Food businesses and change

Food businesses and change

We just love the way our great food businesses have adapted to the changing world.

Over the past few years, we have all seen the real value of our local food ecosystem.

Now is not the time to forget the true value of our local food producers, cafes, bars, restaurants and retailers.  The next few years will see even greater changes in our relationship with the food we eat.

This is Cumbria

Recently, we had the privilege to present at the Grocer Live at the Farm Shop & Deli Show in the NEC.  We were there as the organisers of This is Cumbria a collective of Cumbrian Food Producers who with the support of Cartmell Shepherd, Enterprise Answers and Thomas Jardine & Co were spreading the word of the brilliant food and drink produced in our place.

On the stage the previous day we saw an interview of Henry Dimbleby by Adam Leyland (The Grocer’s editor-in-chief) on the National Food Strategy.  People outside the food sector may not yet be aware of the National Food Strategy but its recommendations will form part of the way we view our food. There are four main objectives in this plan.

  • First is to escape the “junk food cycle” which will protect the NHS.
  • Second is to reduce diet-related inequality.
  • Third is to make best use of land.
  • Fourth and most ambitious is to create long-term shift in food culture.

Carlisle and the National Food Strategy

It struck us as we listened to Henry how in many ways Carlisle is already working towards his objectives.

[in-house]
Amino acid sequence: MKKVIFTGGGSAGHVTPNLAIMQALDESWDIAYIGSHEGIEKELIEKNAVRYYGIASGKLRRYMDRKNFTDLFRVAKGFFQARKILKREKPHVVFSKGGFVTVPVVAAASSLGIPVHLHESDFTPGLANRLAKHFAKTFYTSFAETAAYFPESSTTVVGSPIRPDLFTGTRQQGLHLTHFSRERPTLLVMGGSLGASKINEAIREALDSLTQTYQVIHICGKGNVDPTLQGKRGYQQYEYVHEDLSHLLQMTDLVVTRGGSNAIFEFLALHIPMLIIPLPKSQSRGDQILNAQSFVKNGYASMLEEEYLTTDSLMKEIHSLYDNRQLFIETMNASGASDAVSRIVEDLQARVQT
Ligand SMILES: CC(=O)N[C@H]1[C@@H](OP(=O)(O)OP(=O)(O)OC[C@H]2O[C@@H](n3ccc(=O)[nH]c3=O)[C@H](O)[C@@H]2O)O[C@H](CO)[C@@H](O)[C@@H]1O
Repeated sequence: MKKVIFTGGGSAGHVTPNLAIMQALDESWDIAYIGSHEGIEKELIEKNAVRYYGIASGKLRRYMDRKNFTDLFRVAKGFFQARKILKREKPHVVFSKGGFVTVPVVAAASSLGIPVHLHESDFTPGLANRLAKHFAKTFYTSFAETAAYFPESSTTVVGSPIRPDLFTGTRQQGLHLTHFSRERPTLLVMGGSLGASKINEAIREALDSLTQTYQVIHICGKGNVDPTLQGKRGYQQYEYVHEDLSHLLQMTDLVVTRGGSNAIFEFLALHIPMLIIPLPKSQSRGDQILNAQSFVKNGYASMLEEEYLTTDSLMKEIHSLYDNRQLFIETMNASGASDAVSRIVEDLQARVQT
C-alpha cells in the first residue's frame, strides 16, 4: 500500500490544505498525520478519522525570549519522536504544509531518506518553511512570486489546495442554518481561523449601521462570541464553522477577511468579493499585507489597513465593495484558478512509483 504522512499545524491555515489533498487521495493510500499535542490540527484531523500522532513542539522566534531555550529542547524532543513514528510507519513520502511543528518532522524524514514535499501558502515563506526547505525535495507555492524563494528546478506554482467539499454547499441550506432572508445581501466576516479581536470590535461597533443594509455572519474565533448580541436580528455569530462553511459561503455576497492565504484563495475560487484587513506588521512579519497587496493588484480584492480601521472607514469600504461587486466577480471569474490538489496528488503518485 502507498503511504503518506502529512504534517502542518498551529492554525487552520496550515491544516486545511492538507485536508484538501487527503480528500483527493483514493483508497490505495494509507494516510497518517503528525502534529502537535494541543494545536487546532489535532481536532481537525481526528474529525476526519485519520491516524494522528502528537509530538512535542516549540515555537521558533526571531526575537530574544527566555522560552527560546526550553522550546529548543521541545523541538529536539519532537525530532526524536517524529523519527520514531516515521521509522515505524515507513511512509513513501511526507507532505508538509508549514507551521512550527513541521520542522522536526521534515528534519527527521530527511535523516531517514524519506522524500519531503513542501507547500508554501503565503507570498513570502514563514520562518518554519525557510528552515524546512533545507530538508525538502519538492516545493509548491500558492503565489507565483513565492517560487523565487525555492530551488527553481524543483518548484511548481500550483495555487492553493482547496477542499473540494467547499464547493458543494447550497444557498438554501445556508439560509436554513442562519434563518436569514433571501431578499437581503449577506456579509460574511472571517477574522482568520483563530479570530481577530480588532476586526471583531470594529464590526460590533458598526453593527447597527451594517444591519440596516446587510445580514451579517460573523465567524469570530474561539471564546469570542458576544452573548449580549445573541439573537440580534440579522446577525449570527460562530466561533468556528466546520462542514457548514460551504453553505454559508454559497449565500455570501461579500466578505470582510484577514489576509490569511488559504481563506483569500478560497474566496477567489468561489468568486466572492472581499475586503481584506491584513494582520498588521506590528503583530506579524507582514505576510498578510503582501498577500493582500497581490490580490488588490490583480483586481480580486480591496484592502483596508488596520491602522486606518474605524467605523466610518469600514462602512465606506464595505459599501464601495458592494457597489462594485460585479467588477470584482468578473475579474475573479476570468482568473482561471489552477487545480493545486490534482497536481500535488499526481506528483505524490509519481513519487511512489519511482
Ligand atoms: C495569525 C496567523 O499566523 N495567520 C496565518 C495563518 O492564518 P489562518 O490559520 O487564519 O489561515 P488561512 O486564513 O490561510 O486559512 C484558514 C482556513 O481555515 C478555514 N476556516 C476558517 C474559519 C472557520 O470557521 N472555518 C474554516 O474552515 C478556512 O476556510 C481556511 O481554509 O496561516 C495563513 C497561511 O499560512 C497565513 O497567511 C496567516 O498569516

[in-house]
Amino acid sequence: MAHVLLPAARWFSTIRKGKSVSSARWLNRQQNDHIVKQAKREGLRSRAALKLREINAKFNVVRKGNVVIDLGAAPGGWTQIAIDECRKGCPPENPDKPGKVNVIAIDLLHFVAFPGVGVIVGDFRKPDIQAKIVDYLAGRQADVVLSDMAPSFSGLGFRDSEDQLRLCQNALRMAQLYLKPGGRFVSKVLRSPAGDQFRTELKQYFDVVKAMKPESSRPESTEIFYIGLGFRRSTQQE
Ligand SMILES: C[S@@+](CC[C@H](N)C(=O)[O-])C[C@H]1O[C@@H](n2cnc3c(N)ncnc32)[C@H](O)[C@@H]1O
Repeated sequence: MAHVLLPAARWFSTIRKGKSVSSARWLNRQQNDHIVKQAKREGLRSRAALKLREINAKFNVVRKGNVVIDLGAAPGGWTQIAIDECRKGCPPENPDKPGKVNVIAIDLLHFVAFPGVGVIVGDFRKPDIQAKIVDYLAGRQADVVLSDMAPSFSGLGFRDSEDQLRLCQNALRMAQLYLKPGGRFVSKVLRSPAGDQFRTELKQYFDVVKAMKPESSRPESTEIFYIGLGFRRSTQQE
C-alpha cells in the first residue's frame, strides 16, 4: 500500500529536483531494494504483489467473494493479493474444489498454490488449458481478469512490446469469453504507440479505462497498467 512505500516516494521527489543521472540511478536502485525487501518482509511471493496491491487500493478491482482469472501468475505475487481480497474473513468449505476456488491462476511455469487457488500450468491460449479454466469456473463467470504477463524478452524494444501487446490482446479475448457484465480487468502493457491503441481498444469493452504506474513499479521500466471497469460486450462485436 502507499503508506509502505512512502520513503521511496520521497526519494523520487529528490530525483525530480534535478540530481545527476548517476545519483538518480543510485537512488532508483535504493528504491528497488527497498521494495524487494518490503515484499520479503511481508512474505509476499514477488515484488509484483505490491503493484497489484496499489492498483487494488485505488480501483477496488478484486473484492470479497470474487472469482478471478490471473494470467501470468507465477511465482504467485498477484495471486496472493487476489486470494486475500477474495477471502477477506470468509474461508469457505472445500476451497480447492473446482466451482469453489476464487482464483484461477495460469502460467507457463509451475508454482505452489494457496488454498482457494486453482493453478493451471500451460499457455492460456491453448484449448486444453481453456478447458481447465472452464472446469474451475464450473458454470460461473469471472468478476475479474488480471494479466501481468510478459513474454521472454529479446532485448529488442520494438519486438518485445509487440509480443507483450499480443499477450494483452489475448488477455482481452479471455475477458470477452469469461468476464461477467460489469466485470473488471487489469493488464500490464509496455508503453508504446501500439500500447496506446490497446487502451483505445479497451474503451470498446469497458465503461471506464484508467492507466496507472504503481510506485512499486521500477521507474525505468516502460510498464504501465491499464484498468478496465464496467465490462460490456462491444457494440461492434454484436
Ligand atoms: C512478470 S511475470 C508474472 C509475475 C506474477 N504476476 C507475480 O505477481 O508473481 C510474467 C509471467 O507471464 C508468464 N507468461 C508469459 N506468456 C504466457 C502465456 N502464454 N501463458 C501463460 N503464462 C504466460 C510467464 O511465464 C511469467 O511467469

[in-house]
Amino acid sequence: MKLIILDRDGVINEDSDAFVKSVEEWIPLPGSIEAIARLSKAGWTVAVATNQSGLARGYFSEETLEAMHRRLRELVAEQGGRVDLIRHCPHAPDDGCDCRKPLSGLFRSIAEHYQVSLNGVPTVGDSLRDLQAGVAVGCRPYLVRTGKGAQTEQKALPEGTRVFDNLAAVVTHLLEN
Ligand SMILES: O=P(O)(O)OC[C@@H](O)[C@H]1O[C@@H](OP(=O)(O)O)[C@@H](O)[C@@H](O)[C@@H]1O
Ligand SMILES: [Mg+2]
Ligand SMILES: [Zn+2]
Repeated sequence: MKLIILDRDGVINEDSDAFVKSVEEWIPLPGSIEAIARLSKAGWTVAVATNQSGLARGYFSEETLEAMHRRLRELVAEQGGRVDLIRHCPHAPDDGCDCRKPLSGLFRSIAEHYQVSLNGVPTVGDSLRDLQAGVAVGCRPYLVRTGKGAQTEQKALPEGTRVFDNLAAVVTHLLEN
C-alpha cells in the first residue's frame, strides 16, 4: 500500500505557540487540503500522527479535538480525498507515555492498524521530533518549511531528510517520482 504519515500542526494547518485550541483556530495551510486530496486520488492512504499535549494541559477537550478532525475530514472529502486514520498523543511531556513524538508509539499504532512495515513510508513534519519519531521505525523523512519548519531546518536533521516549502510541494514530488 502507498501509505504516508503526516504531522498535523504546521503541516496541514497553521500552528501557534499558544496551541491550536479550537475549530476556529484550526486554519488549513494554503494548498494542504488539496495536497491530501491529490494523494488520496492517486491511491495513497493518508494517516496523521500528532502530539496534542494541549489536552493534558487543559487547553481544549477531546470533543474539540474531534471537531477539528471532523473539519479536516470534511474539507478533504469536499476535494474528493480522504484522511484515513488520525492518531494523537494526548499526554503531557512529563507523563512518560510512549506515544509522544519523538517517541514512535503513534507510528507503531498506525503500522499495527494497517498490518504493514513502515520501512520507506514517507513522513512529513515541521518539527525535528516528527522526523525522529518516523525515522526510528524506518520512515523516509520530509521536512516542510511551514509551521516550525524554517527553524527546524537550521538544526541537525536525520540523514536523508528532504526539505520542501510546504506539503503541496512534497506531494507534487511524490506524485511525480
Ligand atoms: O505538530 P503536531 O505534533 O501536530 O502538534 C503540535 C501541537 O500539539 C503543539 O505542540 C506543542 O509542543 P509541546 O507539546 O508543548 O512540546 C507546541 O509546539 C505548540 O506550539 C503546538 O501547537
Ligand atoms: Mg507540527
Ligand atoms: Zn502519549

• Many of our great cafes and restaurants are already offering healthier alternatives.  These range from dairy free milk for your coffee at Bruce and Luke’s to delicious vegetarian options at the Good Sister.  Every month the Guilders from the Guild go for a meal at a local restaurant and everywhere has offered a gluten-free option.  This was not the case at the NEC cafes where, by each afternoon even fresh fruit was a rare delicacy.
  • The work of the late Rachael Rodway founder of Carlisle’s Foodbank will continue. Alongside this are many other projects focused on diet inequality that Emma Mackie from Food Carlisle can direct you to.
  • Carlisle folk have always had to make the best use of our land.  A prime example of forward thinking comes from Evas Organics. There are many more examples all around our city from allotments to forward thinking farmers.
  • The most ambitious objective to create a long-term shift in food culture.  This is where Henrys plan leans towards the blunt instrument of legislation.  This is a very difficult way of creating change. Already the government has delayed the banning promotions on ‘High Fat Salt and Sugar’ because of the impact this would have on food inflation.  As Carlisle residents we can all play our part in our food ecosystem.  Money is getting tighter so when we treat our selves let’s look to support our local food heroes.  WE have everything from brilliant coffee shops to the Lounge on the Green, finalists in the Cumbrian Food Awards alongside the renowned Cottage in the Woods and L’Enclume.  Carlisle businesses already support their local food supply chain.  Examples we have already mentioned include Cartmell Shepherd sponsorship of This is Cumbria and the Guilds monthly get togethers at local restaurants.

Local Food Ecosystem

In many ways Carlisle has always led the UKs food and drink movement. From Carrs Biscuits founding principles of affordable biscuits to the State Management control of alcohol sales.  Let’s continue the tradition. What do you as a local business or local consumer do to support your local food ecosystem?

First published in Carlisle Living


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